IMO, on touching up with fillers put on the sealer coat of finish first, then fill and patch and let it dry completely, use a filler that will match the wood or stain in the filling/patching process. then after preparing the filler or patch, complete the finish, if you patch with some types of filler first (if there stained they may stain the sourding areas, if there made with glue they may not finish or may block the stain or finish from penetrating correctly and be come a larger mess than not doing any thing,

      (I like the color putty for filling and coving imperfections, http://www.colorputty.com/
      get a series of colors and then match or mix to match the wood/stain color on oak I may use 4 or 5 different colors depending on where the patch need to go, there is a lot of variations in wood, and the wrong color patch will not make it look better,
      there are a few other companies that make putty products, Dap is one, my local lumber yard carries the products, and of course there mail order-able from a number of suppliers),


      I will agree with the polyurethanes as they are difficult to apply and to repair. but very resistant to many things and tough.

      I would take some of the scraps and experiment first on any process (filling and finishing, stains/dyes) before touching your project, and see if what you get is what you want or desire, I would rather buy and not use a can of varnish or stain, than mess up a project that you have a few hundred tied up in, and then have to live with it for years,

      with modern veneers of ply wood, you do not have enough thickness to sand it off and try again,
      on the plywood you will only get one chance to get it right,


      Good luck
      Push sticks/blocks Save Fingers
      ~~~~~~~~~~~~~~~~~~~
      "The true measure of a man is how he treats someone who can do him absolutely no good."
      attributed to Samuel Johnson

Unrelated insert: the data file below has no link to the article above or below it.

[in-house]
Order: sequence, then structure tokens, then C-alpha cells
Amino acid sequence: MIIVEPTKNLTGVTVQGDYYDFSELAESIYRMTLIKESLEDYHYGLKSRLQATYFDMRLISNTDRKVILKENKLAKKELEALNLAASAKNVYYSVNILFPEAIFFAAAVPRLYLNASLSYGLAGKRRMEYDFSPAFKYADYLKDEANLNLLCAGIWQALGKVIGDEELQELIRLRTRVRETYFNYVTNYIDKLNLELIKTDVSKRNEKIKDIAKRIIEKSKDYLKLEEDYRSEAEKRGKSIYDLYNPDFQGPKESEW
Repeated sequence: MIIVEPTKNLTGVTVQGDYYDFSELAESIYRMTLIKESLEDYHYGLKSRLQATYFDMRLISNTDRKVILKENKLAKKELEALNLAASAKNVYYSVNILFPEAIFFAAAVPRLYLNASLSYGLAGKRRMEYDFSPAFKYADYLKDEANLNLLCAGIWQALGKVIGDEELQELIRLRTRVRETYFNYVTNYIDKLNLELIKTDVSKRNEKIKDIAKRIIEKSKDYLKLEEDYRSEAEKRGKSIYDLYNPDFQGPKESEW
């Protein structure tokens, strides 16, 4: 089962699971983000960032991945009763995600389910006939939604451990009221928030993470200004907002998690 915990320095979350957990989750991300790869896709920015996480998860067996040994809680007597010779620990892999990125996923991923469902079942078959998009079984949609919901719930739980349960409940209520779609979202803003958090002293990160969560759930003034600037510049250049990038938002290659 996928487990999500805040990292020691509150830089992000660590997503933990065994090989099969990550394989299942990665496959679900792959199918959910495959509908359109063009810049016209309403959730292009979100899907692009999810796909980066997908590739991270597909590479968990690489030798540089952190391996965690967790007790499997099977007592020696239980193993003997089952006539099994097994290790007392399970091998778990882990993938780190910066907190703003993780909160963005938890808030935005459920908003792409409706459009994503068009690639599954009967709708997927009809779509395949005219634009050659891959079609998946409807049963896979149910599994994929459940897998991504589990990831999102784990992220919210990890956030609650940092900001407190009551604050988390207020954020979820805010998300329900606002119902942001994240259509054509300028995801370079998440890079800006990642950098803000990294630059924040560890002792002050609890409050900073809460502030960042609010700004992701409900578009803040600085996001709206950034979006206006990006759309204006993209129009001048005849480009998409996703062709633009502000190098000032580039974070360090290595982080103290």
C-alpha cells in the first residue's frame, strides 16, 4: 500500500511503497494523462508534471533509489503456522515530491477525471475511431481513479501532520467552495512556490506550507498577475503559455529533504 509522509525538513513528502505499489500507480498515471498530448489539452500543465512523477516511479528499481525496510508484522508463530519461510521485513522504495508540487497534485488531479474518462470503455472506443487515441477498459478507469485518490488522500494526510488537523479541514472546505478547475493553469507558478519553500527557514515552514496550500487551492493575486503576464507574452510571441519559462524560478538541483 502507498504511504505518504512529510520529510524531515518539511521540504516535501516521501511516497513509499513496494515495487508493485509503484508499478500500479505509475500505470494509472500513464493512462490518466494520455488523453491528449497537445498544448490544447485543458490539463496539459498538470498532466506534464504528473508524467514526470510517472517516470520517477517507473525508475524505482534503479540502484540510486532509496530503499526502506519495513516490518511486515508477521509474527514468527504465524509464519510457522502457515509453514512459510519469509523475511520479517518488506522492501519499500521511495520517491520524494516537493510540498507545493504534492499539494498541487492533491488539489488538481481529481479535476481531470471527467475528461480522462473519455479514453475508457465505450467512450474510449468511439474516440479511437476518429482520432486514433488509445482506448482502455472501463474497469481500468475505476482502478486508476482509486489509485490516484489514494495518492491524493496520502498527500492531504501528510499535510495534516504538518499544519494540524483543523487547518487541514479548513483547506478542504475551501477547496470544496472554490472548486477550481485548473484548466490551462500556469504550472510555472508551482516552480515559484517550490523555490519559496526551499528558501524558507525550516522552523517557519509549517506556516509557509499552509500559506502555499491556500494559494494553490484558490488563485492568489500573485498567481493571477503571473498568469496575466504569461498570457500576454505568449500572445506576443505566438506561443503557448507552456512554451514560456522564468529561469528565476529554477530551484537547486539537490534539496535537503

~~~~~~~~~~~~~~~~~~~
      PUBLIC NOTICE: Due to recent budget cuts, the rising cost of electricity, gas, and oil...plus the current state of the economy............the light at the end of the tunnel, has been turned off.

      Comment


      • #4
        Re: Finishing Maple - ???

        BHD, I agree with most of your comments.... but not the yellowing clear finish. It's an opinion thing, but, IMO they will definitely give a different look than the poster is shooting for based on his photo. The natural maple look isn't yellow... applying a yellowing finish isn't a lot different than staining the maple yellow.

        Plus, those finishes look clear when freshly applied, but get yellower with time - and it's hard to predict how much. For example, look at a vintage blonde guitar finished in nitrocellulose lacquer (say, an old Gibson). The yellowing definitely gives a guitar that vintage vibe... gorgeous on a guitar, but I don't think I would want that on furniture. You don't really get that plastic look with either the catalyzed lacquers or catalyzed varnishes, as long as you don't spray them on too thick (ruins the look and durability of any clear any finish!!). Again, it's all subjective and based on individual taste.

        That color putty is non-hardening - it stiffens up but never dries completely. It's a putty, not a filler - you shouldn't put a finish over it. I use that exact product for filling set nail holes in base, crown and chair moldings that I've finished before installation, and don't intend to apply any more clear finish over. Your finish might bridge over a finish nail hole but it's not really the intended use of that stuff. A material that dries rock hard is what you want if you're going to finish over it.
        Last edited by Andy_M; 12-04-2009, 02:53 PM.

        Comment


        • #5
          Re: Finishing Maple - ???

          Originally posted by Andy_M View Post

          That color putty is non-hardening - it stiffens up but never dries completely. It's a putty, not a filler - you shouldn't put a finish over it. I use that exact product for filling set nail holes in base, crown and chair moldings that I've finished before installation, and don't intend to apply any more clear finish over. Your finish might bridge over a finish nail hole but it's not really the intended use of that stuff. A material that dries rock hard is what you want if you're going to finish over it.
          I got a few old jars in the shop that would tend to disagree with you on the harding part,
          it does take some time, but it does harden up, I do understand what your saying,
          for small holes or shallow imperfections you can nearly make them disappear with the putty,